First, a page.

After you, in the south

Southern course 3, at about 22:18

The sentence is: She came home after you, luckily enough.

I would have translated “after you” as (phonetic) aroll etee
But, in the reply, it sounds like “Undoldee”

Am correct in understanding that they mean the same thing. But “arol etee” would be used before a verb, “arol etee vind” after you go. And “undoldee” is used to mean, “come after you, or follow you”?

Continuing on with this logic, I am assuming that “before you” would be 'ungendee", instead of “ken etee”?

And, would after me be “undolvee”?

It’s more like “ardoldee” (at least I hear something like this.

And, for all who wonder, this is in Course 3 Lesson 18 at exactly 22:09.

I actually hear what I’ve written above but am not able to actually understand the words. They seam too fast spoken to me eve by Iestyn. Maybe @Iestyn himself would be kind enough to explain the question above in @davidhamilton’s post? Thanks in advance. :slight_smile:

Listened once again and came up with “Daeth hi gatre ar dy ôl di yn digon ffodus.” so you see “ar ôl” is somewhere in the sentence just split with “dy” what I would understand more like posessive structure although the sentence itself doesn’t mean to be so. But still “official” explanation would come handy here because I actually don’t quite understand what that “dy” is doing in there …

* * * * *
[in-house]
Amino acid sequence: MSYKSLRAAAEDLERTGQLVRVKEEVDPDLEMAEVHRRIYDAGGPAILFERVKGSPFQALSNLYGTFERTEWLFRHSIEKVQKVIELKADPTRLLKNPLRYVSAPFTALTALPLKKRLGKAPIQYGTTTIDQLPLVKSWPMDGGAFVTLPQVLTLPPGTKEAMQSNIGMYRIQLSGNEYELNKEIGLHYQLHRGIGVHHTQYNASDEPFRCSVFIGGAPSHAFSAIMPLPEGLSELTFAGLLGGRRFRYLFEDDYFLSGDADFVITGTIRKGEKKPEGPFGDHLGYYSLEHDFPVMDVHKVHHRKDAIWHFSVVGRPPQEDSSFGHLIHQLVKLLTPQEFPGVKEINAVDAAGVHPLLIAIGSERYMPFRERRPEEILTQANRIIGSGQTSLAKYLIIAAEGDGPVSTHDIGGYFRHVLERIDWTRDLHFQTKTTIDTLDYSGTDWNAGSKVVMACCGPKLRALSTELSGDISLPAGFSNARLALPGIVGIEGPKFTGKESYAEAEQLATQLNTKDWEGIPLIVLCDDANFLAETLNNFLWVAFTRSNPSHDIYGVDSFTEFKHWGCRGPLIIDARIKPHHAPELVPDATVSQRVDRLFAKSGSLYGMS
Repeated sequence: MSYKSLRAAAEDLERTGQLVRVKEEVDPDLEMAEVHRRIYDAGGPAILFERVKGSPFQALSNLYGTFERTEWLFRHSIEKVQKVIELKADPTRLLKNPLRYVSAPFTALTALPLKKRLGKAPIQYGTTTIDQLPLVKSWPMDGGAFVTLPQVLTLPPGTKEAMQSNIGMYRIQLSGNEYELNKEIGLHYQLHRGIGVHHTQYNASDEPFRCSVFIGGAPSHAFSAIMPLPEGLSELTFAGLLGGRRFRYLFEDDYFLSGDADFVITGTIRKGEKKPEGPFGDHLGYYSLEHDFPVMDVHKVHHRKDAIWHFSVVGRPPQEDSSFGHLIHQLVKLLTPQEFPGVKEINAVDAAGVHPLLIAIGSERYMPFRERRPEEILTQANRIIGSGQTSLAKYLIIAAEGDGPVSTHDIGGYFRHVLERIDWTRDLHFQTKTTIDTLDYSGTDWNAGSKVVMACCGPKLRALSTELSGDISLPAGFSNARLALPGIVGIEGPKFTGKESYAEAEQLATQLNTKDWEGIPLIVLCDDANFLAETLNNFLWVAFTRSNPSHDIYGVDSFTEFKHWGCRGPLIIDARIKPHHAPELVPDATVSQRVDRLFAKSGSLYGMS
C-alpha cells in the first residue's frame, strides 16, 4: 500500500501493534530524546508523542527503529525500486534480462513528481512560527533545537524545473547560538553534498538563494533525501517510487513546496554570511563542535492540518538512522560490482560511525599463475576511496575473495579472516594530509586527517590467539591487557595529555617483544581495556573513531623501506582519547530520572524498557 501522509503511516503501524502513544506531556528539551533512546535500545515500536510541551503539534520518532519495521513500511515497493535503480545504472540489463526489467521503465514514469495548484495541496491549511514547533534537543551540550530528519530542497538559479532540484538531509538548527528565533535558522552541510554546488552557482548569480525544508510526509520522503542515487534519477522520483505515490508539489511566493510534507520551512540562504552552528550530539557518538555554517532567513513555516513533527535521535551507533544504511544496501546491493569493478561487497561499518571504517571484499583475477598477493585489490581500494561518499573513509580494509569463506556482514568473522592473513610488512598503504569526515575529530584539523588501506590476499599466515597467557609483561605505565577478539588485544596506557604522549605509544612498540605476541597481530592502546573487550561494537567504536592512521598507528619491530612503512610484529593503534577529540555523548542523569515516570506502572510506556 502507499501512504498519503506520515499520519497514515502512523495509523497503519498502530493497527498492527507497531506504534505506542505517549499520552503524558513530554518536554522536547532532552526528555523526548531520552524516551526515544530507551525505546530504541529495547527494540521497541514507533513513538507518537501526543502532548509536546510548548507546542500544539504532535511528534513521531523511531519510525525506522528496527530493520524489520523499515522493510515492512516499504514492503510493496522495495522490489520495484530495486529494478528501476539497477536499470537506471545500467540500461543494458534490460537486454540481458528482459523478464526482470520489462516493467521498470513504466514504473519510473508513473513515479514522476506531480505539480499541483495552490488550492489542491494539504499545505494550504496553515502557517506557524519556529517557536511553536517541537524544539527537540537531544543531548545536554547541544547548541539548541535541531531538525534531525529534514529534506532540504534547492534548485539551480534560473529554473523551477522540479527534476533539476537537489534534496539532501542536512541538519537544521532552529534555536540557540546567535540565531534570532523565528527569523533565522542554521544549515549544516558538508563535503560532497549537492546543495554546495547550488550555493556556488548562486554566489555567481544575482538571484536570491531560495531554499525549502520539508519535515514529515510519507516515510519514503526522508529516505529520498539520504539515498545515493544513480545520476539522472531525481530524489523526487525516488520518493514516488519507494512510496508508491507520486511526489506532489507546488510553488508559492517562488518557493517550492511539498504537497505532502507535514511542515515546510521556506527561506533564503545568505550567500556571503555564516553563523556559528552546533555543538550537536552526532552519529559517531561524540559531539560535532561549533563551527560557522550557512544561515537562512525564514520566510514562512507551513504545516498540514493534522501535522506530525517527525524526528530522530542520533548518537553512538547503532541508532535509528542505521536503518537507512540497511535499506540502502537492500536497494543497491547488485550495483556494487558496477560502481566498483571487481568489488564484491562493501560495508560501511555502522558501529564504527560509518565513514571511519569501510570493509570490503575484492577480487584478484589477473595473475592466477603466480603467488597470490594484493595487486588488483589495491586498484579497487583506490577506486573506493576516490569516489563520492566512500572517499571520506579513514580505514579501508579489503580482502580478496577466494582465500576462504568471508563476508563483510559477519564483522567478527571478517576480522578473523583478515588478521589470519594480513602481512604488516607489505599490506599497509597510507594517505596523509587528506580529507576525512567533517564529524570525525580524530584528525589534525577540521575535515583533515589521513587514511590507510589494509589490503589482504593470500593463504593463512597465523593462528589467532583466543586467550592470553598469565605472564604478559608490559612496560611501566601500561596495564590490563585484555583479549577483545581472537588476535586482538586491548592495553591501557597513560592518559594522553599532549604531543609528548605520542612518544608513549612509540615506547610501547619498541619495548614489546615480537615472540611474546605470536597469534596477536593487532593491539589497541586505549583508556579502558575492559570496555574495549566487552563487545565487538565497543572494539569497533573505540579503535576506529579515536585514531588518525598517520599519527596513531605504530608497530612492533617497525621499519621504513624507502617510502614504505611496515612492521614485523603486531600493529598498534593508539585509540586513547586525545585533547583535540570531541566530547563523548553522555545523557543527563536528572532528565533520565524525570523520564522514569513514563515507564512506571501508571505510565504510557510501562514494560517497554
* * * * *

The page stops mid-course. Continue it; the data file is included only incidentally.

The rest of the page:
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after - ar ôl

However it is a compound preposition and has the following patter

after me - ar fy ôl i
after you - ar dy ôl di
after him - ar ei ôl e
after her - ar ei hôl hi
after us - ar ein hôl ni
after you - ar eich ôl chi
after them - ar eu hôl nhw

remember the treiglad and the addition of ‘h’ before the vowel

other compound prepositions are treated in the same way but remember that there may already have been a mutation after ‘ar’ and ‘o’ so the first letter may be different eg, gyfer = cyfer so there will be a t c p mutation with ei female and a nasal mutation with fy.
ar gyfer, ar bwys, ar draws, er mwyn, o blaid, o gwmpas, o flaen, wrth ochr, yn erbyn, yn lle, yn ymyl


Thank you for this! I believe I’ll never totally understand those things but it helps.

However I think what actually confused @davidhamilton is that he thought that “ar ôl” is one word which should be impossible to devide with something. I tend to think this because I thought the same about it before one day I didn’t peer into Course guide (ar ôl was introduced much earlier though) and actually saw how it’s written. This cleared quite some things up for me …

Diolch yn fawr iawn @llanddinol.

That makes it perfectly clear. Diolch un fower.

yes, I did think it was one word. So, now I understand much better. Diolch yn fawr.

…or rather Diolch yn fawr?

Mae hyny’n iawn. :slight_smile: (that’s correct). (ac) Croeso.